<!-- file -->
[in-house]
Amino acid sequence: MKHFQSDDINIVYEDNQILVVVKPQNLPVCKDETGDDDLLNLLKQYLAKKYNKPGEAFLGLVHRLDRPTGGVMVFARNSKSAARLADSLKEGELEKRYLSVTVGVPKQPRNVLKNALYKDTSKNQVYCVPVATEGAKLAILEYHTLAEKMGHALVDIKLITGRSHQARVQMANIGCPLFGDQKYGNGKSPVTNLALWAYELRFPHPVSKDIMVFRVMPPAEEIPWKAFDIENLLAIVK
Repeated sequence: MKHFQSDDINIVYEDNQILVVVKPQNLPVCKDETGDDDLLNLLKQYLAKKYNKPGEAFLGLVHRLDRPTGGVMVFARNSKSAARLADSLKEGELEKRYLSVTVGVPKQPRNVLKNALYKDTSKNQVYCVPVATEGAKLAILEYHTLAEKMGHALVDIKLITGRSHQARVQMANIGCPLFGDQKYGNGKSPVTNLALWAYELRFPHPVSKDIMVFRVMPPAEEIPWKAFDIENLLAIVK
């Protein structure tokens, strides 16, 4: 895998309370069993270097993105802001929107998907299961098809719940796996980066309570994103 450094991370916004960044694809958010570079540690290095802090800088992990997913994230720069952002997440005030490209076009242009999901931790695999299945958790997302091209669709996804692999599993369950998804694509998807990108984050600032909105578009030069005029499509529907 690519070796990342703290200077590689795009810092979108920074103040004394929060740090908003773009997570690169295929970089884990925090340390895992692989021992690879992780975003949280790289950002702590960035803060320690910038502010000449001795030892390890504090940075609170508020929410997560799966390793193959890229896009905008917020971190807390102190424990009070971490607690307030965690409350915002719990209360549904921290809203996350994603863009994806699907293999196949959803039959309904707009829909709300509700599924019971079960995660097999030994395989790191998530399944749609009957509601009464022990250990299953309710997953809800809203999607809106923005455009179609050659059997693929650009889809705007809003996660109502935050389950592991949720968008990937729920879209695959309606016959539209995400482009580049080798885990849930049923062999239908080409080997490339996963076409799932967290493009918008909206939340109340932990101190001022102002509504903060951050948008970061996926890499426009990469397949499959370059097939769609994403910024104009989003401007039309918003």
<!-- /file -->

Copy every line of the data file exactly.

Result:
[in-house]
Amino acid sequence: MKHFQSDDINIVYEDNQILVVVKPQNLPVCKDETGDDDLLNLLKQYLAKKYNKPGEAFLGLVHRLDRPTGGVMVFARNSKSAARLADSLKEGELEKRYLSVTVGVPKQPRNVLKNALYKDTSKNQVYCVPVATEGAKLAILEYHTLAEKMGHALVDIKLITGRSHQARVQMANIGCPLFGDQKYGNGKSPVTNLALWAYELRFPHPVSKDIMVFRVMPPAEEIPWKAFDIENLLAIVK
Repeated sequence: MKHFQSDDINIVYEDNQILVVVKPQNLPVCKDETGDDDLLNLLKQYLAKKYNKPGEAFLGLVHRLDRPTGGVMVFARNSKSAARLADSLKEGELEKRYLSVTVGVPKQPRNVLKNALYKDTSKNQVYCVPVATEGAKLAILEYHTLAEKMGHALVDIKLITGRSHQARVQMANIGCPLFGDQKYGNGKSPVTNLALWAYELRFPHPVSKDIMVFRVMPPAEEIPWKAFDIENLLAIVK
């Protein structure tokens, strides 16, 4: 895998309370069993270097993105802001929107998907299961098809719940796996980066309570994103 450094991370916004960044694809958010570079540690290095802090800088992990997913994230720069952002997440005030490209076009242009999901931790695999299945958790997302091209669709996804692999599993369950998804694509998807990108984050600032909105578009030069005029499509529907 690519070796990342703290200077590689795009810092979108920074103040004394929060740090908003773009997570690169295929970089884990925090340390895992692989021992690879992780975003949280790289950002702590960035803060320690910038502010000449001795030892390890504090940075609170508020929410997560799966390793193959890229896009905008917020971190807390102190424990009070971490607690307030965690409350915002719990209360549904921290809203996350994603863009994806699907293999196949959803039959309904707009829909709300509700599924019971079960995660097999030994395989790191998530399944749609009957509601009464022990250990299953309710997953809800809203999607809106923005455009179609050659059997693929650009889809705007809003996660109502935050389950592991949720968008990937729920879209695959309606016959539209995400482009580049080798885990849930049923062999239908080409080997490339996963076409799932967290493009918008909206939340109340932990101190001022102002509504903060951050948008970061996926890499426009990469397949499959370059097939769609994403910024104009989003401007039309918003």